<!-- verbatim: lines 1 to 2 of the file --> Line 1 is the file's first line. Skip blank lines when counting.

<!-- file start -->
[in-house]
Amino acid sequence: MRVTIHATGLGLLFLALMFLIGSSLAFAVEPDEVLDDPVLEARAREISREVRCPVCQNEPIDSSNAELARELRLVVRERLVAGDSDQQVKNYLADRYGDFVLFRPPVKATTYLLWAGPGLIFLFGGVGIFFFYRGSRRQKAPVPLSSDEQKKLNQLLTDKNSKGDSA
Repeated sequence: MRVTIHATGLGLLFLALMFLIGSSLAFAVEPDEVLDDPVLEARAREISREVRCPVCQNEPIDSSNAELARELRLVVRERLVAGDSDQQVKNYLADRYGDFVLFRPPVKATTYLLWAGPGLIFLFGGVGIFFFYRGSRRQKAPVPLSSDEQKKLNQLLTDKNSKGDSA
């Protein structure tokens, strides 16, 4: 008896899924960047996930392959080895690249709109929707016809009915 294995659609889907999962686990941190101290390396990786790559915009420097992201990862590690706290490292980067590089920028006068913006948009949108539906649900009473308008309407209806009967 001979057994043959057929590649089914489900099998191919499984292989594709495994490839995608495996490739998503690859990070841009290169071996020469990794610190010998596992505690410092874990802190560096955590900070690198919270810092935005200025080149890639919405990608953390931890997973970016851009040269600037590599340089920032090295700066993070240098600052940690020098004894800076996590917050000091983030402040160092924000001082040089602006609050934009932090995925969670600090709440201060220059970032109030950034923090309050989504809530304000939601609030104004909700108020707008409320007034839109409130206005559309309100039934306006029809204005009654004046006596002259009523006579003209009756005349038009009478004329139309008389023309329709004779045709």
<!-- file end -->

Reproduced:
[in-house]
Amino acid sequence: MRVTIHATGLGLLFLALMFLIGSSLAFAVEPDEVLDDPVLEARAREISREVRCPVCQNEPIDSSNAELARELRLVVRERLVAGDSDQQVKNYLADRYGDFVLFRPPVKATTYLLWAGPGLIFLFGGVGIFFFYRGSRRQKAPVPLSSDEQKKLNQLLTDKNSKGDSA